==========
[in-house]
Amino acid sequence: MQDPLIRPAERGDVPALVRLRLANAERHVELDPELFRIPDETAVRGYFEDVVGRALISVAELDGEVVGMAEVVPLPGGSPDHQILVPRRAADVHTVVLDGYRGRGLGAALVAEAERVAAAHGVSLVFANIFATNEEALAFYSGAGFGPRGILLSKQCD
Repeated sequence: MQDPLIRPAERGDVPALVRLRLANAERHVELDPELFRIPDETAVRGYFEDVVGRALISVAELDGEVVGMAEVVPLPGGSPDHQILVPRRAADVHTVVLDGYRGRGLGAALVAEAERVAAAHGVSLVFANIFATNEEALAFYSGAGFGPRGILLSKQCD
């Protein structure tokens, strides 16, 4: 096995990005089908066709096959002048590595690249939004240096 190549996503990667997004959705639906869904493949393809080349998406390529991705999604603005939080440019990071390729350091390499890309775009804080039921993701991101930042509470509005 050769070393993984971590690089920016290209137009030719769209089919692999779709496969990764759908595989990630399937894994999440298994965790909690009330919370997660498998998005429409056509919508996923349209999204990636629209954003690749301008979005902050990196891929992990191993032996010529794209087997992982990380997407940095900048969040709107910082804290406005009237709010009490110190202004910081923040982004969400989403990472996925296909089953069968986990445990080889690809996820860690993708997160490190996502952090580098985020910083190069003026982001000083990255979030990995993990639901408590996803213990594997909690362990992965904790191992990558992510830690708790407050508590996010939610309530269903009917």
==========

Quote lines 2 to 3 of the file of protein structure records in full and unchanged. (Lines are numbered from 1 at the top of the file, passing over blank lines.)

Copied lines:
Amino acid sequence: MQDPLIRPAERGDVPALVRLRLANAERHVELDPELFRIPDETAVRGYFEDVVGRALISVAELDGEVVGMAEVVPLPGGSPDHQILVPRRAADVHTVVLDGYRGRGLGAALVAEAERVAAAHGVSLVFANIFATNEEALAFYSGAGFGPRGILLSKQCD
Repeated sequence: MQDPLIRPAERGDVPALVRLRLANAERHVELDPELFRIPDETAVRGYFEDVVGRALISVAELDGEVVGMAEVVPLPGGSPDHQILVPRRAADVHTVVLDGYRGRGLGAALVAEAERVAAAHGVSLVFANIFATNEEALAFYSGAGFGPRGILLSKQCD